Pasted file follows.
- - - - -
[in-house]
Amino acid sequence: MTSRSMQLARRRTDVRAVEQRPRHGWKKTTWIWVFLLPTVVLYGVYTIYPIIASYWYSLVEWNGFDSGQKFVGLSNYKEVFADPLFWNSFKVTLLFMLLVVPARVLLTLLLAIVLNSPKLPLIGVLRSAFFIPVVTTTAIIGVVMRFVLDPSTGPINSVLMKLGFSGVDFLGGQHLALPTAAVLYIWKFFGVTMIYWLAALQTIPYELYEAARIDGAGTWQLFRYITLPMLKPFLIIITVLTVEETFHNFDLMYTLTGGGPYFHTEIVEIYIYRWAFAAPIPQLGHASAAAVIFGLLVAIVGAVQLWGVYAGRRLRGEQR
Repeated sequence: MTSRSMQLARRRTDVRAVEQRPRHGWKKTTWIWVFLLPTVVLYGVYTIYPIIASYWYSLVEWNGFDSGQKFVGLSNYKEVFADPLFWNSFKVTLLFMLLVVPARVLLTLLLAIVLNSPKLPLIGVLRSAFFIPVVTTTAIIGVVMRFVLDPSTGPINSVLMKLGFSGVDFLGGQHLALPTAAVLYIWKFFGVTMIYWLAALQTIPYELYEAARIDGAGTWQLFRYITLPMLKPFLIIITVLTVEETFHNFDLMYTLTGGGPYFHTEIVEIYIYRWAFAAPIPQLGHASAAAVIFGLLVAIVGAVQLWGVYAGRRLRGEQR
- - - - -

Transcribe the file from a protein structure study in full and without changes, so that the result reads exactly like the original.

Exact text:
[in-house]
Amino acid sequence: MTSRSMQLARRRTDVRAVEQRPRHGWKKTTWIWVFLLPTVVLYGVYTIYPIIASYWYSLVEWNGFDSGQKFVGLSNYKEVFADPLFWNSFKVTLLFMLLVVPARVLLTLLLAIVLNSPKLPLIGVLRSAFFIPVVTTTAIIGVVMRFVLDPSTGPINSVLMKLGFSGVDFLGGQHLALPTAAVLYIWKFFGVTMIYWLAALQTIPYELYEAARIDGAGTWQLFRYITLPMLKPFLIIITVLTVEETFHNFDLMYTLTGGGPYFHTEIVEIYIYRWAFAAPIPQLGHASAAAVIFGLLVAIVGAVQLWGVYAGRRLRGEQR
Repeated sequence: MTSRSMQLARRRTDVRAVEQRPRHGWKKTTWIWVFLLPTVVLYGVYTIYPIIASYWYSLVEWNGFDSGQKFVGLSNYKEVFADPLFWNSFKVTLLFMLLVVPARVLLTLLLAIVLNSPKLPLIGVLRSAFFIPVVTTTAIIGVVMRFVLDPSTGPINSVLMKLGFSGVDFLGGQHLALPTAAVLYIWKFFGVTMIYWLAALQTIPYELYEAARIDGAGTWQLFRYITLPMLKPFLIIITVLTVEETFHNFDLMYTLTGGGPYFHTEIVEIYIYRWAFAAPIPQLGHASAAAVIFGLLVAIVGAVQLWGVYAGRRLRGEQR